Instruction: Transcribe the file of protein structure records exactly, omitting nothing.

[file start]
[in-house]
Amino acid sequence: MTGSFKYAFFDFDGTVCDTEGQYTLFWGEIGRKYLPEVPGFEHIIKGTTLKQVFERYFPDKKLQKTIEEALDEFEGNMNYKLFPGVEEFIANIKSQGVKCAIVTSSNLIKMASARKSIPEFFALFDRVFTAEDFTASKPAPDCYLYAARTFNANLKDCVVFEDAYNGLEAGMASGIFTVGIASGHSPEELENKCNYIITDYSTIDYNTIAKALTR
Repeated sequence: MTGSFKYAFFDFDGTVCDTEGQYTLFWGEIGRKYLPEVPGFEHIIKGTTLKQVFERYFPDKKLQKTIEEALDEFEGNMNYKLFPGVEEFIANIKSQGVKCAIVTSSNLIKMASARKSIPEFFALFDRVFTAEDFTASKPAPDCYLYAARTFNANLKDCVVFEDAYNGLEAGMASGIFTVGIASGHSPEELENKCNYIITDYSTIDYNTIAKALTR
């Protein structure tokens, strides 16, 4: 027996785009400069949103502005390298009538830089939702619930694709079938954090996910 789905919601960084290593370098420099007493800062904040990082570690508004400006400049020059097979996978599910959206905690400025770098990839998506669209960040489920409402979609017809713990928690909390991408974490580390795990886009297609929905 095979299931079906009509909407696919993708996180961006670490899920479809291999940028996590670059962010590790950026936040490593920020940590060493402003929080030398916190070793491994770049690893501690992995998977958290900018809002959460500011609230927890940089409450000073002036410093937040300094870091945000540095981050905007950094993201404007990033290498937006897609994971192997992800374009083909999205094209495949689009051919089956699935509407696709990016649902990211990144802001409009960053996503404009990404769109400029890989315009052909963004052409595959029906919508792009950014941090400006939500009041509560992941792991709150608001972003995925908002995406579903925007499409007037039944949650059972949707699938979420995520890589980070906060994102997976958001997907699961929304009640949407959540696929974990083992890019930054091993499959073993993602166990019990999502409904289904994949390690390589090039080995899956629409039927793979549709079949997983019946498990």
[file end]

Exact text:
[in-house]
Amino acid sequence: MTGSFKYAFFDFDGTVCDTEGQYTLFWGEIGRKYLPEVPGFEHIIKGTTLKQVFERYFPDKKLQKTIEEALDEFEGNMNYKLFPGVEEFIANIKSQGVKCAIVTSSNLIKMASARKSIPEFFALFDRVFTAEDFTASKPAPDCYLYAARTFNANLKDCVVFEDAYNGLEAGMASGIFTVGIASGHSPEELENKCNYIITDYSTIDYNTIAKALTR
Repeated sequence: MTGSFKYAFFDFDGTVCDTEGQYTLFWGEIGRKYLPEVPGFEHIIKGTTLKQVFERYFPDKKLQKTIEEALDEFEGNMNYKLFPGVEEFIANIKSQGVKCAIVTSSNLIKMASARKSIPEFFALFDRVFTAEDFTASKPAPDCYLYAARTFNANLKDCVVFEDAYNGLEAGMASGIFTVGIASGHSPEELENKCNYIITDYSTIDYNTIAKALTR
């Protein structure tokens, strides 16, 4: 027996785009400069949103502005390298009538830089939702619930694709079938954090996910 789905919601960084290593370098420099007493800062904040990082570690508004400006400049020059097979996978599910959206905690400025770098990839998506669209960040489920409402979609017809713990928690909390991408974490580390795990886009297609929905 095979299931079906009509909407696919993708996180961006670490899920479809291999940028996590670059962010590790950026936040490593920020940590060493402003929080030398916190070793491994770049690893501690992995998977958290900018809002959460500011609230927890940089409450000073002036410093937040300094870091945000540095981050905007950094993201404007990033290498937006897609994971192997992800374009083909999205094209495949689009051919089956699935509407696709990016649902990211990144802001409009960053996503404009990404769109400029890989315009052909963004052409595959029906919508792009950014941090400006939500009041509560992941792991709150608001972003995925908002995406579903925007499409007037039944949650059972949707699938979420995520890589980070906060994102997976958001997907699961929304009640949407959540696929974990083992890019930054091993499959073993993602166990019990999502409904289904994949390690390589090039080995899956629409039927793979549709079949997983019946498990």